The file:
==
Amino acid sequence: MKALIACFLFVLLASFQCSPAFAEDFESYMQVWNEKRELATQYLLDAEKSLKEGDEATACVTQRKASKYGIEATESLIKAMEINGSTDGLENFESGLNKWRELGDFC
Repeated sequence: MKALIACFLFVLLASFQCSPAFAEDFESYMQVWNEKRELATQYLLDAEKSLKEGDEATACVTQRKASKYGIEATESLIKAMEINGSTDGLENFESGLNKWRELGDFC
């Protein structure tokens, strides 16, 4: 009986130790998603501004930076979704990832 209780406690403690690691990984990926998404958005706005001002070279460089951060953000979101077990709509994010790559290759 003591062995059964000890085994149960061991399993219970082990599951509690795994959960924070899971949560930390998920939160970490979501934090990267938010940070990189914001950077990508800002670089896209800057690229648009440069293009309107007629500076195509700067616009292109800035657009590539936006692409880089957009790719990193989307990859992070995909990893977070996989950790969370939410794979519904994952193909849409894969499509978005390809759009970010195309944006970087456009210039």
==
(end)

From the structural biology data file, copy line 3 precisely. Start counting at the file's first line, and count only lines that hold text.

């Protein structure tokens, strides 16, 4: 009986130790998603501004930076979704990832 209780406690403690690691990984990926998404958005706005001002070279460089951060953000979101077990709509994010790559290759 003591062995059964000890085994149960061991399993219970082990599951509690795994959960924070899971949560930390998920939160970490979501934090990267938010940070990189914001950077990508800002670089896209800057690229648009440069293009309107007629500076195509700067616009292109800035657009590539936006692409880089957009790719990193989307990859992070995909990893977070996989950790969370939410794979519904994952193909849409894969499509978005390809759009970010195309944006970087456009210039």